Outside of the roleplaying and socializing that took place at Yserbius’ taven, the bulk of the game was a lengthy dungeon-crawler through the titular volcano. Hidden doors could be revealed by spells like True Seeing, treasure was unearthed, and monsters were confronted.

As was typical in MUDs and RPGs of the day, Shadow of Yserbius’ combat was strictly turn-based. The players would get to choose from a variety of abilities — attack, spells, items, skills, fleeing — and then the enemy mobs would respond in kind. Instead of consisting of one-on-one fights, combat was conducted between entire parties represented abstractly by portraits on the screen (the main window would show a bigger portrait of the main enemy, which was animated to some degree).

“I found my palms sweaty on several occasions, especially during the Quest of the Four Parapets,” one journalist wrote in a 1993 issue of Computer Gaming World. “The final battle took about a half-hour and was nip and tuck for a party of 19th to 35th-level players.”

If you look at the screenshots here, you’ll see that both enemies and players could occupy one of six positional spots: four front-row and two back-row positions. Back-row spots were safer but limited to using ranged attacks, spells or weapons with a longer reach (like a spear). During the fight, players could move to different positions like in a game of chess — deadly chess. Assuming that the party won, the treasure screen would open up and let you select a choice piece of loot from a wide selection.

The death penalty was pretty light for the time. A party wipe simply meant you’d have to restart your adventures from the top of the dungeon, but you could keep all of your XP and items.

The dungeon wasn’t 3-D at all but rather was a static 2.5-D view that could be navigated by arrow keys. The game had a semblance of questing to be done, often to find a special item or discover a certain location, but combat was the core of the experience. Players also were encouraged to draw maps of the game by hand to complement the one in-game.

You could only go so far until your character leveled up, at which point you’d exit the volcano to head to the Guild Hall to distribute your newly gained attribute points.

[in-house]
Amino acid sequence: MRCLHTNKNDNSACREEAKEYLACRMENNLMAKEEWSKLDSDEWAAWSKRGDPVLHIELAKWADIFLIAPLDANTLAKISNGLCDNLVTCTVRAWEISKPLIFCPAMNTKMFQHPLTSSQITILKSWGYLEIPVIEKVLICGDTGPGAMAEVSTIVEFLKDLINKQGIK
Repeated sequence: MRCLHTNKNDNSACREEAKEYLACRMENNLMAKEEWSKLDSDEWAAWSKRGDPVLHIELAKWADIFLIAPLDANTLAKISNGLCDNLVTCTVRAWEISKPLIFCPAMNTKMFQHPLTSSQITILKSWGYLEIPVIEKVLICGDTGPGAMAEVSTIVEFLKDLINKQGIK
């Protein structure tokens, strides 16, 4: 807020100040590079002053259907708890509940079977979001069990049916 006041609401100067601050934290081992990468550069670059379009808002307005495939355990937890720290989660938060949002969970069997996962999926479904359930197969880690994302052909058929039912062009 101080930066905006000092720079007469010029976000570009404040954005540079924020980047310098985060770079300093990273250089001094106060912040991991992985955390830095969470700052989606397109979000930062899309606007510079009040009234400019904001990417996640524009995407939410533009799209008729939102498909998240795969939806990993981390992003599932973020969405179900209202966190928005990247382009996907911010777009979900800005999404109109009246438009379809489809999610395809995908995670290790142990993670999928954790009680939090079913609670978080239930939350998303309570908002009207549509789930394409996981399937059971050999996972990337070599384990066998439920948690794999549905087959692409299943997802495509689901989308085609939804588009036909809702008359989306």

The players did use the tavern and guild hall to socialize, and there was even romance in the air. “Many players go around in pairs and flirt while playing,” CGW wrote. “Women can expect quite a bit of attention under the volcano, given a friendly nature.”

Legacy and revival

The Shadow of Yserbius was a modest hit for the fledgling INN, which quickly commissioned two sequels: The Fates of Twinion in 1993 and The Ruins of Cawdor in 1995. Unfortunately, AOL bought the rights to Yserbius in 1996 and killed the game because Yserbius was competing with its own Neverwinter Nights. Dedicated fans could still play the offline version, of course, and fond memories of Yserbius continued well into the next decade.

In 2007, a team of dedicated fans even tried to bring back the entire INN — including The Shadows of Yserbius — under the banner of the ImagiNation Revival Project. It’s hard to tell how successful this was, but clever game detectives may just be able to snag their own client to relive past glories. Fans also have kept the torch burning bright over at, where the game is still played and discussed daily.

And speaking of discussion, we want to hear your tales of epic Yserbius adventures! If you were fortunate enough to play this back in the day, leave a favorite memory or two for us down in the comments!

Believe it or not, MMOs did exist prior to World of Warcraft! Every two weeks, The Game Archaeologist looks back at classic online games and their history to learn a thing or two about where the industry came from… and where it might be heading.